HOUSTON – (By Dale King, Realty News Report) — An American wage earner making an average salary needs to work a total of 62.3 hours before earning enough money to pay the typical monthly U.S. rent of $2,040, says a just-released analysis by real estate firm Zillow.
That’s three hours more job-related toil than a tenant had to put in to make the rent payment a year ago — and six hours more than in October of 2019, just before the pandemic.
Luckily, the four major metros in Texas lie somewhere between the U.S. average and the low end of the lease-payment spectrum. And nowhere near the top of the charts where a rent check forces earners to toil 80 to 90 hours – such as New York (87.0 hours), Riverside, Calif. (90.5 hours) or San Diego (85.5 hours).
Among surveyed Lone Star metros, Houston offers the best deal involving the least amount of time spent working, says Zillow. Houstonians can pay their standard rent of $1,613 by working 52.4 hours.
The analysis said typical rent payments for units in Houston risen 24.8 percent over the past five years while wages grew just 12.9 percent.
Next highest is San Antonio where laborers can put in 55.1 hours to cover their rent check which averages $1,518 a month. Here, rents have gone up 32.9 percent in the past half-decade while wages increased 21.2 percent.
Workers in Dallas/Fort Worth must put in 55.6 hours to pay their monthly rent check estimated by Zillow at $1,855. Average D/FW leases have risen 40.1 percent in the past five years while wages rose 24.8 percent.
Topping the Texas list is Austin where jobholders must toil 58.0 hours to meet their typical monthly lease of $1,912. The state capital, where prices of homes and rental residences have run high for the past couple of years, according to various reports, saw average apartment lease costs rise 42.6 percent during the last five years while wages increased only 17.5 percent.
The Zillow report points out that its overall figures “illustrate the growing affordability hurdles renters face, even amid what has been considered a strong labor market. The average hourly wage has grown just 23 percent over the past five years, but rents are up 36.9 percent during the same period.”
The survey says workers in Miami must labor the most hours of all employees in the nation – 95.9 hours – just to make the rental nut. That is 24 hours more than Miami renters would have needed to work to pay rent five years ago, the biggest gap among the 50 largest U.S. metro areas.
Zillow estimates the monthly rental amount in Miami is $2,837, 59.5 percent more than five years ago. During that same period, the average wage in that region increased just 18.9 percent.
Folks who live and work at the other end of the spectrum don’t have to deal with the same level of angst to pull together sufficient dollars for the monthly rent check. Workers in St. Louis, Mo., get the job done in just 37.1 hours; Milwaukee, Wisc., 37.4 hours; Buffalo, N.Y., 41.4 hours and Cleveland, Ohio, 41.6 hours.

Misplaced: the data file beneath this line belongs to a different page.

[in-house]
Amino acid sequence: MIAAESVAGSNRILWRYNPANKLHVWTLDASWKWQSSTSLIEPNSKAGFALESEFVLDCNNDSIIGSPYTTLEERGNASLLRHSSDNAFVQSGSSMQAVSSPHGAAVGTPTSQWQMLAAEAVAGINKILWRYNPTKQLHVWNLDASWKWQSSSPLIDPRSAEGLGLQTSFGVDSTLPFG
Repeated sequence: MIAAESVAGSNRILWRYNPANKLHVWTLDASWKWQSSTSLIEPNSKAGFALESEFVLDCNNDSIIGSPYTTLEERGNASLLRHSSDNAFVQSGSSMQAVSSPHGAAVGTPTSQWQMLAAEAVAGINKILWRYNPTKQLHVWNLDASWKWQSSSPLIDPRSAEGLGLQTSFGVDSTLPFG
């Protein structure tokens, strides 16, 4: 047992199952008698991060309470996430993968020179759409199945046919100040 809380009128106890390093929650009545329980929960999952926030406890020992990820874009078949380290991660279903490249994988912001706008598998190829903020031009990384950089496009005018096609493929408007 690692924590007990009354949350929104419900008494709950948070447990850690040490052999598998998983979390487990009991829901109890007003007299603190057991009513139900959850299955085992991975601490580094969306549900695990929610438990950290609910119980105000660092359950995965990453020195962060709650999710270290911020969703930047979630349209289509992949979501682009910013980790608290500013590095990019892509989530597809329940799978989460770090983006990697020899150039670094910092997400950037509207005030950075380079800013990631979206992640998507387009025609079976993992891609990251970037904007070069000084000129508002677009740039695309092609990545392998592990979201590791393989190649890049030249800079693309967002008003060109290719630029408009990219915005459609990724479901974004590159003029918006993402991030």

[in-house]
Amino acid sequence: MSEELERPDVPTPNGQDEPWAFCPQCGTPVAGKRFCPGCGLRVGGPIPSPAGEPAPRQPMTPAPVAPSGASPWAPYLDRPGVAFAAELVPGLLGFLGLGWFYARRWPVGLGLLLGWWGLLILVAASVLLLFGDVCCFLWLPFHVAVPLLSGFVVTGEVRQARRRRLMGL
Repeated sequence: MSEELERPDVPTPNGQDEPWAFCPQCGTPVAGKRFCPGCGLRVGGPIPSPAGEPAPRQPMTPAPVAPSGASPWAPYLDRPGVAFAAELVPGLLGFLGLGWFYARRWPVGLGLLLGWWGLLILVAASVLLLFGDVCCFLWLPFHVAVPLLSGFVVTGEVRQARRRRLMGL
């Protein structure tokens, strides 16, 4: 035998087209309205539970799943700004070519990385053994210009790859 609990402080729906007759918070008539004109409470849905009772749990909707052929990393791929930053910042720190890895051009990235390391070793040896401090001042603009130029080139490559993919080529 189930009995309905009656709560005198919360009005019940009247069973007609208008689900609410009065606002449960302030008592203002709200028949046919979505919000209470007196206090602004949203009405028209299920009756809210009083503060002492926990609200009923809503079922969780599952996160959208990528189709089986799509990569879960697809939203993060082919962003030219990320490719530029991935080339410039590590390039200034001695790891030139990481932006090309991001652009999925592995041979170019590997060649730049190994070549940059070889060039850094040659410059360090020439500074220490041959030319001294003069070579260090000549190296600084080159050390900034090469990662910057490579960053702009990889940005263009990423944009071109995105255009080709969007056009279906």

“The rental market has cooled this year, but so far that has meant prices growing more slowly, not any real relief for renters,” said Jeff Tucker, senior economist at Zillow. “Rents were growing at a record pace for much of 2021, squeezing budgets for renters moving or renewing leases. Now, it appears more people are opting to double up with roommates or family, which means more vacancies and pressure on landlords to price their units competitively, offering some hope of relief on the horizon.”
Tucker did note that “rents fell last month for the first time in two years, possibly the start of more price drops to come, or at least a signal that we are back to the usual seasonal rhythms of the rental market.”
The typical U.S. rent finally ended a two-year streak of nonstop growth in October, falling 0.1 percent month over month to $2,040. Annual rent growth peaked at a record 17.1 percent in February and has since slowed to 9.6 percent year-over-year growth.
In addition to Miami, other markets in the Sun Belt — the hottest housing region during the pandemic — have seen similarly large jumps in hours of work needed to pay rent. An average worker in Tampa would need to work an additional 20 hours to pay rent compared to five years ago. Phoenix rents are up 66.7 percent since 2017, the most in the country among large markets, and renters need to work 17 hours more to pay rent.
Even after steep rent hikes, hours of work needed to afford rent remain below the national average of 63 hours in several Sun Belt markets. These include Atlanta (61 hours), Memphis (54.7 hours), Raleigh, N.C. (55.5 hours) and Nashville (60 hours), among others. “While longtime residents will see a much different picture than they may have been used to, these markets still offer relative affordability and are likely to continue to attract residents from more expensive areas of the country.”
Rents have gotten easier to pay over the past five years in only three large metros, and they are among the most expensive in the country: San Jose, Boston and San Francisco. Rents have grown more slowly than average in these markets, helping wages catch up just a bit.
Even after the slight drop since 2017, the average person would need to work more hours to pay rent than the national average in each of these markets.
The Zillow analysis used data from the U.S. Bureau of Labor Statistics to determine hours of work needed and rent data from the Zillow Observed Rent Index. The U.S. estimate uses October 2022 rent and wage data. Estimates for each metro area use September 2022 rent and wage data. October 2022 wage data was not yet available at the metro level.
Nov. 26, 2022 Realty News Report Copyright 2022
Image: Ralph Bivins Realty News Report Copyright 2022
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